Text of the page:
2004 Denver Annual Meeting (November 7–10, 2004)

Paper No. 10
Presentation Time: 10:30 AM


LONGMIRE, Patrick, Earth and Environmental Sciences Division, Los Alamos National Lab, MS D469, Los Alamos, NM 87544 and COUNCE, Dale, Earth and Environmental Sciences Division, Los Alamos National Lab, MS D469, Los Alamos, NM 87545, plongmire@lanl.gov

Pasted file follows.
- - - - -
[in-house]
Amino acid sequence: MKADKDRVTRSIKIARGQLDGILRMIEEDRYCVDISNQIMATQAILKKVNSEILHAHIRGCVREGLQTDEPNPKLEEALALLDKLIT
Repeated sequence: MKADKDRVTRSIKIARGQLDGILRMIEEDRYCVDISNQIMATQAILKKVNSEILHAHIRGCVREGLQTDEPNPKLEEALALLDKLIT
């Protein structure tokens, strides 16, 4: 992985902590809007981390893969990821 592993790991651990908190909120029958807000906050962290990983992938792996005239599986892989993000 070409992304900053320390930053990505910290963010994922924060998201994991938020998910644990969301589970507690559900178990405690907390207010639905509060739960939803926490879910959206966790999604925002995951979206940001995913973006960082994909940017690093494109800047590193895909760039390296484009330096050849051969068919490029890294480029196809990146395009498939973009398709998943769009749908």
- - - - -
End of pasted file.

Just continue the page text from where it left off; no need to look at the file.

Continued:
The aqueous geochemistry of an alluvial aquifer system on the Pajarito Plateau near Los Alamos, New Mexico has been investigated. This system has received treated effluent containing fluoride, nitrate, perchlorate, tritium, strontium-90, americium-241, plutonium-238,239,240, and uranium-234,235,238. Nitrate, tritium, and perchlorate are non-adsorbing and have migrated the greatest lateral and vertical distances from the point of discharge. This alluvial groundwater provides recharge to the underlying vadose zone. The alluvial groundwater consists of a mixed cation and anion composition. Results of geochemical calculations using MINTEQA2 suggest that treated effluent and other outfalls discharged to the canyon system control the aqueous speciation of the alluvial groundwater and the stability of reactive-mineral phases. The groundwater is relatively oxidizing and results of geochemical calculations suggest that uranium(VI), plutonium(IV, V), and amercium(III) are stable. Dissolved uranium(VI) is calculated to be stable as uranyl carbonato complexes. Dissolved americium(III) is calculated to be dominantly stable as a cationic carbonate complex. Dissolved plutonium(IV) is calculated to be stable as carbonato complexes. Adsorption is considered to be the most important process that leads to removal of strontium-90, americium-241, and plutonium-238,239,240 from alluvial groundwater. Alluvial groundwater is undersaturated with respect to solid phases containing americium, plutonium, and uranium. The importance of colloidal transport of these radionuclides is evaluated by considering source chemistry, actinide redox state(s), stability of reactive minerals and solid phases, and transport distances within the alluvium. Analyses of nitrogen stable isotopes have been conducted to better understand nitrate cycling, residence time, and transport within the alluvial aquifer.